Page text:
Slimy brown algae not only survived a wild ride into the stratosphere via a volcanic ash cloud, they landed on distant islands looking flawless, a new study finds.
"There’s a crazy contrast between these delicate, glass-shelled organisms and one of the most powerful eruptions in Earth’s history," said lead study author Alexa Van Eaton, a postdoctoral scholar at both the Cascades Volcano Observatory in Washington and Arizona State University.
The diatoms were launched by the Taupo super-eruption on New Zealand’s North Island 25,000 years ago. More than 600 million cubic meters (20 billion cubic feet) of diatoms from a lake flew into the air, Van Eaton reported Sept. 6 in the journal Geology. Lumped together, the microscopic cells speckled throughout Taupo’s ash layers would make a pile as big as Hawaii’s famed Diamond Head volcanic cone.
Confocal micrograph showing the expression of different fluorescent proteins in the stem of a thale cress seedling (Arabidopsis thaliana). Arabidopsis was the first plant to have its entire genome sequenced and is an important model for studying plant biology. The middle of the image shows a region of high cell proliferation, which drives the growth and branching of the seedling.
Stunning shots from the 2013 ATCC Photo Contest:
1. Mouse muscle cell (myoblast) 8 days after differentiation - The University of Iowa
2. Human cervix epithelial cells under multiphoton fluorescence - National Center for Microscopy and Imaging Research @ UCSD
Trichodina pediculus (freshwater ciliates), ventral view, living specimens (1000X) (via Nikon Small World - Gerd A. Guenther)
1. The Secret of Shimmer
Dunn has been recently been playing with iridescence, adding more colors while still allowing the metals to shine. This painting of the cerebellar lobe is an example of his newer work.
Listening to him explain iridescence, you can see how his scientific background factors into his art: “[Iridescence] is when you have small crystalline patterns at the microscopic level which break up the incoming light and distribute it a different way, and so you get light coming into your eye from different angles in just a planar surface,” he explains. Dunn gets his paintings to shimmer and change under different light with a special technique he developed—and which he keeps under his hat.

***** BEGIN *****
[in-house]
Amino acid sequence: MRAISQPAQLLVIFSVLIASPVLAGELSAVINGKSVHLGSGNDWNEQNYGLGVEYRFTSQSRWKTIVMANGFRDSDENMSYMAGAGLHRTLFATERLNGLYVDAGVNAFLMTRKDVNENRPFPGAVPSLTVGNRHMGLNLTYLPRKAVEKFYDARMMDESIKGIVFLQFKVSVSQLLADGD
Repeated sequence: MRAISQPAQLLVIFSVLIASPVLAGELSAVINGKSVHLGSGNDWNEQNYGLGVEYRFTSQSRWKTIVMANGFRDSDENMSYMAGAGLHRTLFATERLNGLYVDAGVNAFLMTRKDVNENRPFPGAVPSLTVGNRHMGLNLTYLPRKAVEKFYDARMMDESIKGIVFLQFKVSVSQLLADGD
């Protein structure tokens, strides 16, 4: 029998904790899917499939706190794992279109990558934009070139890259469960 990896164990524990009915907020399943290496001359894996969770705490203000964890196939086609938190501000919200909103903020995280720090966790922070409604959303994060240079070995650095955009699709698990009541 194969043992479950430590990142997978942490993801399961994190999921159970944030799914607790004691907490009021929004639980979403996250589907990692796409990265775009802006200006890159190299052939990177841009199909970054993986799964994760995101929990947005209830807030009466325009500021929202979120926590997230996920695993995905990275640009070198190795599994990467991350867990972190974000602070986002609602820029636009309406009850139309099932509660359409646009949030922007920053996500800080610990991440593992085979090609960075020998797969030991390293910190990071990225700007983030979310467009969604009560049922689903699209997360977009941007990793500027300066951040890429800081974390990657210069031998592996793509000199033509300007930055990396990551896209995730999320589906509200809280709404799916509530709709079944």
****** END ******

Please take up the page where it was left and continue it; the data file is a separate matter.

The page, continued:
2. The Fractal Solution to the Universe
In his second year of neuroscience grad school, Greg Dunn was moonlighting with a different kind of experiment: blowing ink across pieces of paper. The neuron-like pattern it formed was instantly recognizable to him as a neuroscientist. “Ink spreads because it wants to go in the direction of less resistance, and that’s probably also the case of when branches grow or neurons grow,” he says. “The reason the technique works really well is because it’s directly related to how neurons are actually behaving.”
Dunn calls this the “fractal solution to the universe,” which he sees as the “fundamental beauty of nature.” He’s fascinated that this branching pattern holds true across orders of magnitude, whether that’s nanometers for neurons, centimeters for ink, or meters for a tree branch.
3. Asian-Inspired Art
The branching tree motif of Asian art is especially fitting for Dunn’s neuron paintings. Simplicity is key: “What I love about Asian art is that you boil away all the unnecessary crap, and you’re left with an expression of an idea that’s done with spontaneity and grace.” There is nothing extraneous here in this painting of two pyramidal cells, a type of neuron found in the cerebellum and hippocampus.
4. Artistic Creation, Scientific Method
Before he ever touches a brush, Dunn mocks up his paintings in Photoshop, setting the composition and color scheme. Paintings, like a set of experiments, must be planned through in advance. “If the silhouette isn’t great, that painting will never be great. You’ve got to build on a strong foundation,” he says. “That’s true of science as well.”
The curled structure depicted here is the hippocampus, one of the most-studied parts of the brain. It has an integral role in memory and spatial navigation. The famous patient HM, who’d had his hippocampus removed, was unable to form new memories.
Plasmodesmata (singular, plasmodesma) are small tubes that connect plant cells to each other, establishing living bridges between cells. Similar to the gap junction found in animal cells, the plasmodesmata penetrate both the primary and secondary cell walls, allowing certain molecules to pass directly from one cell to another.
New Instrument “Slams” Cells to Diagnose Disease
If you throw a rubber balloon filled with water against a wall, it will spread out and deform on impact, while the same balloon filled with honey, which is more viscous, will deform much less. If the balloon’s elastic rubber was stiffer, an even smaller change in shape would be observed. By simply analyzing how much a balloon changes shape upon hitting a wall, you can uncover information about its physical properties.
Although cells are not simple sacks of fluid, they also contain viscous and elastic properties related to the membranes that surround them; their internal structural elements, such as organelles; and the packed DNA arrangement in their nuclei. Because variations in these properties can provide information about cells’ state of activity and can be indicative of diseases such as cancer, they are important to measure.
Read more: http://www.laboratoryequipment.com/news-Slammed-Cells-Diagnose-Disease-050212.aspx